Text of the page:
3. Work with a Local Real Estate Professional for Expert Guidance
Ultimately, you need to be prepared when you set out to buy a home. Jeff Ostrowski, Senior Mortgage Reporter for Bankrate, explains:
“Taking the leap to homeownership can provide a feeling of pride while boosting your long-term financial outlook, if you go in well-prepared and with your eyes open.”
No matter where you’re at in your homeownership journey, the best way to make sure you’re set up for success is to work with a real estate professional. If you’re just starting your search, a real estate professional can help you understand your local market and search for available homes. And when it’s time to make an offer, they’ll be an expert advisor and negotiator to help yours stand out above the rest.
Strategically planning your home search by understanding today’s mortgage rates, casting a wide net, and building a team of experts can be the keys to finding the home of your dreams. To make sure you have expert advice each step of the way, let’s connect.
The residential real estate market is remaining resilient as the country still struggles to beat the COVID-19 pandemic. Three separate reports recently revealed how the housing market is still showing growth. Here’s a look at each one.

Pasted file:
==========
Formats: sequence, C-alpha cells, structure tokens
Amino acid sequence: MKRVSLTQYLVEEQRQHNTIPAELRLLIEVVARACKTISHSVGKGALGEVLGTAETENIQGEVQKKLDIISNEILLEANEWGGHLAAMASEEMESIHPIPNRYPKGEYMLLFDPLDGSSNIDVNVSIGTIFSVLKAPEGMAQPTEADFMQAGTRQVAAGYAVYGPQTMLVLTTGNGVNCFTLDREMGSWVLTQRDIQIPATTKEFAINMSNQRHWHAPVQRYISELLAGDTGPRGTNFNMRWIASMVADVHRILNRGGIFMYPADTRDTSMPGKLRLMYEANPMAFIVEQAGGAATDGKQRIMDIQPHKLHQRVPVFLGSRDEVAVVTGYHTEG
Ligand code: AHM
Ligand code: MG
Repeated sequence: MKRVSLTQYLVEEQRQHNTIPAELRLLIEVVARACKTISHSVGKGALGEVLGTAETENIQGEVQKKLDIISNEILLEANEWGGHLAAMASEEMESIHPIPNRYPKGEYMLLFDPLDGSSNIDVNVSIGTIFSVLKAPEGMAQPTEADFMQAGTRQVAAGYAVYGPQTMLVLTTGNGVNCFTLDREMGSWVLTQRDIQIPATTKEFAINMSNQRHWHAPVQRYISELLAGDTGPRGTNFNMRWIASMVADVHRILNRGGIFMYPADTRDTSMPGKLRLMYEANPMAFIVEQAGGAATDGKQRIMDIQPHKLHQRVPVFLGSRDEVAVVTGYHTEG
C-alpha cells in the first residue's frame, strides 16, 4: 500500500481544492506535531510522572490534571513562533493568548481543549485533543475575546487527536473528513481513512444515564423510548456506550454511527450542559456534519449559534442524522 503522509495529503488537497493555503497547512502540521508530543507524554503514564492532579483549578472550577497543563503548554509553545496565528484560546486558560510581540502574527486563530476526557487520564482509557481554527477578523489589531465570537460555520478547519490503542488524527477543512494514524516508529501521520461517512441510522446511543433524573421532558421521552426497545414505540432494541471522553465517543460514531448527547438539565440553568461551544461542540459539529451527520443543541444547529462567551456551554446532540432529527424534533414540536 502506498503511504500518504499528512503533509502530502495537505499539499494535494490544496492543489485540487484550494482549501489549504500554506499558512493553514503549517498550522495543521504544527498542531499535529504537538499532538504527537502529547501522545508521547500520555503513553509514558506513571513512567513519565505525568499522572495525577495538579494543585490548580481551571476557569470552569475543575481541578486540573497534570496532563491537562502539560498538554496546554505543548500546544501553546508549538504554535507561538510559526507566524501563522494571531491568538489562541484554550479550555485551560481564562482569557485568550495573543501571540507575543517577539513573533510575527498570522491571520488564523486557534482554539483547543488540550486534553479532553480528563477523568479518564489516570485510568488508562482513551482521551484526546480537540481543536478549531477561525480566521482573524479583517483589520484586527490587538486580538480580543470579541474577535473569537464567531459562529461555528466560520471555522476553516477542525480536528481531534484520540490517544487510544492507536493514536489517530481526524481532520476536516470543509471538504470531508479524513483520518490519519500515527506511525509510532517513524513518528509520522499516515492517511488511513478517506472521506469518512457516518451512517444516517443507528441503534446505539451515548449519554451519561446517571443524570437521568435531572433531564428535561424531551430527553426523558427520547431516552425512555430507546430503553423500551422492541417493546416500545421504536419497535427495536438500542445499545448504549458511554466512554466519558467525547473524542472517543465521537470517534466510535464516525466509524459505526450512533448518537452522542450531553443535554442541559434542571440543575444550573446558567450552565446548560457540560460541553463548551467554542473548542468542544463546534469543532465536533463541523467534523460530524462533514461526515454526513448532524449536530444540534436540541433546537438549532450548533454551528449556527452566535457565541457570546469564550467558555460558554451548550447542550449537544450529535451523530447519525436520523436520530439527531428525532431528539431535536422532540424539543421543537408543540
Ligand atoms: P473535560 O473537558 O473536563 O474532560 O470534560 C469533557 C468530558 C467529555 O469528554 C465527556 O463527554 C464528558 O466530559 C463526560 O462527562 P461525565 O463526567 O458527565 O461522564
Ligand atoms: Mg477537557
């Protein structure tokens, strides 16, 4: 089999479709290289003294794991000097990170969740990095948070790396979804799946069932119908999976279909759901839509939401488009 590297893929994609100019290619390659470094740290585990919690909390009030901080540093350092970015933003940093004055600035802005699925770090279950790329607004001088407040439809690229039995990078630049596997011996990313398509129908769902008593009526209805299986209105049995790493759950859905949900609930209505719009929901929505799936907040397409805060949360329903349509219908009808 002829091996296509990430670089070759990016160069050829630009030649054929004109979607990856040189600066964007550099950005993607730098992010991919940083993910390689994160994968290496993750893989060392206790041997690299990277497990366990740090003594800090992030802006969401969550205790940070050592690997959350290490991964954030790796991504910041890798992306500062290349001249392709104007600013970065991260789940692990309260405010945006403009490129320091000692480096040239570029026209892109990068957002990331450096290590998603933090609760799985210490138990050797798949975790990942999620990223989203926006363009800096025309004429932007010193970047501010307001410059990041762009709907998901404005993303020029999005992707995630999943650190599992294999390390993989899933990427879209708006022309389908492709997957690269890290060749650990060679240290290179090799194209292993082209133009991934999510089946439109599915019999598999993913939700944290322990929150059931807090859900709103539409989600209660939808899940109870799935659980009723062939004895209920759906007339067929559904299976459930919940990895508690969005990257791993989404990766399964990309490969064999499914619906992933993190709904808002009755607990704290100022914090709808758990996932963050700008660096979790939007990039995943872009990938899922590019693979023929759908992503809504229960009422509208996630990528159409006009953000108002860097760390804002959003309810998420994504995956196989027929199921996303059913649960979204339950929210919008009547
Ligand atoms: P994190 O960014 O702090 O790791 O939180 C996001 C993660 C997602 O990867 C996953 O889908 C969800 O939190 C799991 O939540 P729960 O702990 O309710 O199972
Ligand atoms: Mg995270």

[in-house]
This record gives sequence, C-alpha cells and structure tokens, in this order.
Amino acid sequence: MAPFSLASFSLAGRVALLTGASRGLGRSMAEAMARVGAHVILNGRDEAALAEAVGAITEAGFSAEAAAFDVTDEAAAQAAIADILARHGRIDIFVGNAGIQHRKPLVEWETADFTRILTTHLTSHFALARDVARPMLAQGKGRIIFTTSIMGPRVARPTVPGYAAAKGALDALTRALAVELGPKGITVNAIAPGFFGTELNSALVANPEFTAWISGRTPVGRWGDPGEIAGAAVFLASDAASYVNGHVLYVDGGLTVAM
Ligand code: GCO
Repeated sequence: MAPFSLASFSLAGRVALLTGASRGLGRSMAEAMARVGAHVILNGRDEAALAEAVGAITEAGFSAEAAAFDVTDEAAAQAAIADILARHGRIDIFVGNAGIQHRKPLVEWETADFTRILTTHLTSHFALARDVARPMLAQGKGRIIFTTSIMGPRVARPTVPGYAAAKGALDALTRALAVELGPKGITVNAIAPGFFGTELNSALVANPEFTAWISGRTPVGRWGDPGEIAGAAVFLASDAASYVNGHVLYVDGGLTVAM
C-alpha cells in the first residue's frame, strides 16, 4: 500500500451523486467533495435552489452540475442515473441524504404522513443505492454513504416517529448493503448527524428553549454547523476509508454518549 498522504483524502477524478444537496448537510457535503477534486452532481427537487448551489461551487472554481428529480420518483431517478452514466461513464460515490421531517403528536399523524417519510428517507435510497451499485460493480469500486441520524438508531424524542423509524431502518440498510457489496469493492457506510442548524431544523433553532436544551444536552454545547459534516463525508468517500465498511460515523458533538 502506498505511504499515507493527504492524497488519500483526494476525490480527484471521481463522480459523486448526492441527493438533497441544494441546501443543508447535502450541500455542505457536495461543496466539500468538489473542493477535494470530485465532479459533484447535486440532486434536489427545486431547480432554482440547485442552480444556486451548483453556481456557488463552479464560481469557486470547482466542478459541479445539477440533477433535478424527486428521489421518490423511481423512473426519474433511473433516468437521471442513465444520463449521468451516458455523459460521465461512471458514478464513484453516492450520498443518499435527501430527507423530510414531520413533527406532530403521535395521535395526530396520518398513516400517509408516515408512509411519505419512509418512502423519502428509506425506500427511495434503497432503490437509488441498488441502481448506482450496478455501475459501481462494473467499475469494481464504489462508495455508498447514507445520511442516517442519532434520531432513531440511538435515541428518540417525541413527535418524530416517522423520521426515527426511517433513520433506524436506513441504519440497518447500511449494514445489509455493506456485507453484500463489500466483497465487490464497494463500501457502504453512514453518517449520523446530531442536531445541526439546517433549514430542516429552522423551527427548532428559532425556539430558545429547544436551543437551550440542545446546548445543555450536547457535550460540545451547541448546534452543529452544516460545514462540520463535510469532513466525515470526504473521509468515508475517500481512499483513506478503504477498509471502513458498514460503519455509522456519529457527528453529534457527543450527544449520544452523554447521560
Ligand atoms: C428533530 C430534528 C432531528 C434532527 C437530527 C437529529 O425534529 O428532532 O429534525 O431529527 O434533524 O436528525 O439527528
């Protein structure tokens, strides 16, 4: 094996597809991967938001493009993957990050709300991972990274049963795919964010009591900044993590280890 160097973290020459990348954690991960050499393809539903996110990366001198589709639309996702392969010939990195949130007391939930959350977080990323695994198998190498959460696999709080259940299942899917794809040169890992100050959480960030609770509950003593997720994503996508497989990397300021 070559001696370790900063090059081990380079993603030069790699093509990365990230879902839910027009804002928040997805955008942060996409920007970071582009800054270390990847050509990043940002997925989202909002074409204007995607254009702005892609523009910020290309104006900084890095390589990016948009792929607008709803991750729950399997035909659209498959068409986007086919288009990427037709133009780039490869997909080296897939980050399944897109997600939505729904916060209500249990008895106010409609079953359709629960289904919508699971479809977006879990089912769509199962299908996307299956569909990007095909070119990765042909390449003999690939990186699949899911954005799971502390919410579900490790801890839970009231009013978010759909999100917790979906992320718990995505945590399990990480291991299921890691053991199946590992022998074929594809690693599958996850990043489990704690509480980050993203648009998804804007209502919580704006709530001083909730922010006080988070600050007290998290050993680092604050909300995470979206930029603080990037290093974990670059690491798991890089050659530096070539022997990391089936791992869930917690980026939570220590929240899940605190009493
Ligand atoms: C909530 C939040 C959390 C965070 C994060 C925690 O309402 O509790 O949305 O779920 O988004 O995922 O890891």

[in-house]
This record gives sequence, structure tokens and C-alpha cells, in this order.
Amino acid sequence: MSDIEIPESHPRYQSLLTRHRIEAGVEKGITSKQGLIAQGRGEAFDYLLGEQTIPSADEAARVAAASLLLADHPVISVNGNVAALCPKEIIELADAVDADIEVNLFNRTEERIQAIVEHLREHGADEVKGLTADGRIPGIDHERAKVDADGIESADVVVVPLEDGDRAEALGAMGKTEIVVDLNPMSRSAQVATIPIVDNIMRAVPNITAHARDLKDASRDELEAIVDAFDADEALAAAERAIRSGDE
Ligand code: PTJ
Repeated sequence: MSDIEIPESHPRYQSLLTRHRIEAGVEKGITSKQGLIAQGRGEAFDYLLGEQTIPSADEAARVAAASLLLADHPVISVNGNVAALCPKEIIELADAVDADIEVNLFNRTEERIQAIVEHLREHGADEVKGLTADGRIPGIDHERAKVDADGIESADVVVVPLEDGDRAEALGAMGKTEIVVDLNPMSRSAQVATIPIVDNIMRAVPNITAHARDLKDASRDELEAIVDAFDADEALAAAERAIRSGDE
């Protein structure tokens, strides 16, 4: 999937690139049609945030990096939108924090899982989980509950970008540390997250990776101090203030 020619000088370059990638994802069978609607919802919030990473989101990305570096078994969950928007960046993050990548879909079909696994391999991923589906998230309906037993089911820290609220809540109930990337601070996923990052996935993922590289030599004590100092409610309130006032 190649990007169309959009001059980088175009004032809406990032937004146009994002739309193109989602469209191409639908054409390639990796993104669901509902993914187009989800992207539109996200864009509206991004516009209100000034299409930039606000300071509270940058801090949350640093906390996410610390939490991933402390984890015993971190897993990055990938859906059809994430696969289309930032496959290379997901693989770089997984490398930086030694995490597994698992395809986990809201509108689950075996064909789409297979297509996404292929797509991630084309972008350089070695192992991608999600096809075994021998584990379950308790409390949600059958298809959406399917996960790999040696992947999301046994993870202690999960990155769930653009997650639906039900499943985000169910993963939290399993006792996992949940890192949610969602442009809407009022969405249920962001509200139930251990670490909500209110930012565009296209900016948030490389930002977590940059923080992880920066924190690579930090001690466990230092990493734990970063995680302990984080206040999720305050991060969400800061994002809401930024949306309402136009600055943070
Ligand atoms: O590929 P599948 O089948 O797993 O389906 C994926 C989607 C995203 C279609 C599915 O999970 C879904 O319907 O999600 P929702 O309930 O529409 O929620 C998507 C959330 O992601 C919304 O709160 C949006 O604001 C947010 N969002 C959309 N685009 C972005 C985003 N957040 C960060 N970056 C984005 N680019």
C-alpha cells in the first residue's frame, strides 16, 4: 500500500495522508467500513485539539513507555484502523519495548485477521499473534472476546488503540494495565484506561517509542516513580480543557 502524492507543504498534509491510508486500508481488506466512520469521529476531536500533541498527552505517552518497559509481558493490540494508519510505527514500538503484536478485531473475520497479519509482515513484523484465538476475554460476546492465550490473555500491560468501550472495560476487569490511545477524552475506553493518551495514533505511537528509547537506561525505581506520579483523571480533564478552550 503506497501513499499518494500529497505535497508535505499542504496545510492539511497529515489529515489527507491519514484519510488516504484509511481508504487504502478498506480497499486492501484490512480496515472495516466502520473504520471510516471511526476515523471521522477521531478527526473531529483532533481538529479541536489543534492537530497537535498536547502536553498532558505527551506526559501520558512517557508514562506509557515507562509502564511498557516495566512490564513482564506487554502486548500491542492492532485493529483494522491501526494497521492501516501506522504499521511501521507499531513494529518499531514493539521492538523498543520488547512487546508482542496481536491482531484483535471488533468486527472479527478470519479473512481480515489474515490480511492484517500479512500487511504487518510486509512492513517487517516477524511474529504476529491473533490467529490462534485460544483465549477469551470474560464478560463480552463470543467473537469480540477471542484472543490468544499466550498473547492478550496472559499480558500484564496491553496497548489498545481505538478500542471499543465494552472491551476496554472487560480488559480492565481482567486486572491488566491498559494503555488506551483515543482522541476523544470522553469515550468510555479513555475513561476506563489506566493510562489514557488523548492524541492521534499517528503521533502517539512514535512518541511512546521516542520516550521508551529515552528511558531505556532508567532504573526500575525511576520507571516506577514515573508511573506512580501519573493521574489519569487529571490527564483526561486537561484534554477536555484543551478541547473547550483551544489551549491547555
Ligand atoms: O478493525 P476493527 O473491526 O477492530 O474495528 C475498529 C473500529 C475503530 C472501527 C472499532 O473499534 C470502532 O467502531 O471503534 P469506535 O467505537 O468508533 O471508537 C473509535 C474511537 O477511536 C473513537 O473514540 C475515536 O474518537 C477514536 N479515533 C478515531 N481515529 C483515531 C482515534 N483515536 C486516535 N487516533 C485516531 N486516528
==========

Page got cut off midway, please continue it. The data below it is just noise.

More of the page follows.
1. Ivy Zelman’s Real Estate Broker Survey
The survey explains that purchaser demand remains strong:
“This month’s overall homebuyer demand rating…was easily the strongest sequential gain in our survey history…Strength continues to be led by the entry-level…While high-end demand is less robust in an absolute sense, there has also been relative improvement, with contacts attributing incremental improvement to the stock market’s rebound, record low mortgage rates and luxury customers trading out of high-priced cities.”